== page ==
Economy, taxes pose threat to district’s facility plan

Times-News editorial board

A proposed $16.8 million elementary school improvement project for District 709 is finally hitting the minds of residents who will weigh in on the options to close Jefferson School and move students to the high school or disperse them among remaining elementary schools.

Volunteers are compiling information and feedback from residents as they encourage them to take part in the district’s facility-plan survey. The goal is to offer the district a better understanding of public opinion.

It appears that the feeling among some residents, at least so far, is that, yes, there needs to be certain levels of improvement to many of the district’s facilities. However, the price tag for taxpayers will be a concern, particularly when tax increases seem to be the only way for state and federal legislators to increase revenue to satisfy their budgets.

District 709 faces a tough road ahead in its efforts to win the support of Morton taxpayers, who would be asked to foot the bill for the first phase of facility improvements in a long-running list of needs within the schools.

The current project would cost the homeowner of a $100,000 home an additional $150 in property taxes per year. Some may consider that amount too much, and some could consider it a bargain.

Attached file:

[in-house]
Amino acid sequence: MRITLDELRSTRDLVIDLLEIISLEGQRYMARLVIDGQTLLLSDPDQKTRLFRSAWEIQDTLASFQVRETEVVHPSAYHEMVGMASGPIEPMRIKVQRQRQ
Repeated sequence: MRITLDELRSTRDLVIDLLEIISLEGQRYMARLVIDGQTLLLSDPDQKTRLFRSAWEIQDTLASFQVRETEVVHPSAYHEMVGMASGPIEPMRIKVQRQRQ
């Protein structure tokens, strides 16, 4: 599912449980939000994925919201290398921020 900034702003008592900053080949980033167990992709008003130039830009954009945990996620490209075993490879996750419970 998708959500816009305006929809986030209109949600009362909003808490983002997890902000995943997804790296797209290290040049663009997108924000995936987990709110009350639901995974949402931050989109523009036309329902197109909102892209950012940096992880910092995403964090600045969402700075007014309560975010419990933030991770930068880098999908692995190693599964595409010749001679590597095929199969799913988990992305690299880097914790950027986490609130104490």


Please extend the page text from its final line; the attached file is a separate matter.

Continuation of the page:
Timing seems to be the major issue here. Though many of the district’s desires for improvements are welcome among the taxpayers, the current sentiment, from what has been expressed to this editorial staff, is that now is not the time — not because it is not wanted, but because an added expense is not desired.

Those compiling feedback from residents are noting many of the comments. Residents should continue to offer their perspective on the district’s facility plan so they can be considered by planners as they prepare a plan for a potential referendum.

At the same time, the district will need to consider the current economic situation as a major factor while district representatives continue to educate the community on its needs.

This is an important time for the future of Morton and options need to be weighed carefully.